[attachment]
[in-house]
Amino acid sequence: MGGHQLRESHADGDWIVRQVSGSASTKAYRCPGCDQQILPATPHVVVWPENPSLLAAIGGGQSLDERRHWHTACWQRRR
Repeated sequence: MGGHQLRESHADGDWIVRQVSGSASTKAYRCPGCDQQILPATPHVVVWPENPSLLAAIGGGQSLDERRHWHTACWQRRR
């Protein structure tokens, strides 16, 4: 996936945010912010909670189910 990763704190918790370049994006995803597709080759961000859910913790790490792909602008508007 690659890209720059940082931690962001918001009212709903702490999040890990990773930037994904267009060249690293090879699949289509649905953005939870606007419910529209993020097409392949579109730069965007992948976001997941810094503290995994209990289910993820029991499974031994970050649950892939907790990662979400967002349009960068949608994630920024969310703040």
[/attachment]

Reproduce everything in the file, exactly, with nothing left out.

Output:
[in-house]
Amino acid sequence: MGGHQLRESHADGDWIVRQVSGSASTKAYRCPGCDQQILPATPHVVVWPENPSLLAAIGGGQSLDERRHWHTACWQRRR
Repeated sequence: MGGHQLRESHADGDWIVRQVSGSASTKAYRCPGCDQQILPATPHVVVWPENPSLLAAIGGGQSLDERRHWHTACWQRRR
């Protein structure tokens, strides 16, 4: 996936945010912010909670189910 990763704190918790370049994006995803597709080759961000859910913790790490792909602008508007 690659890209720059940082931690962001918001009212709903702490999040890990990773930037994904267009060249690293090879699949289509649905953005939870606007419910529209993020097409392949579109730069965007992948976001997941810094503290995994209990289910993820029991499974031994970050649950892939907790990662979400967002349009960068949608994630920024969310703040």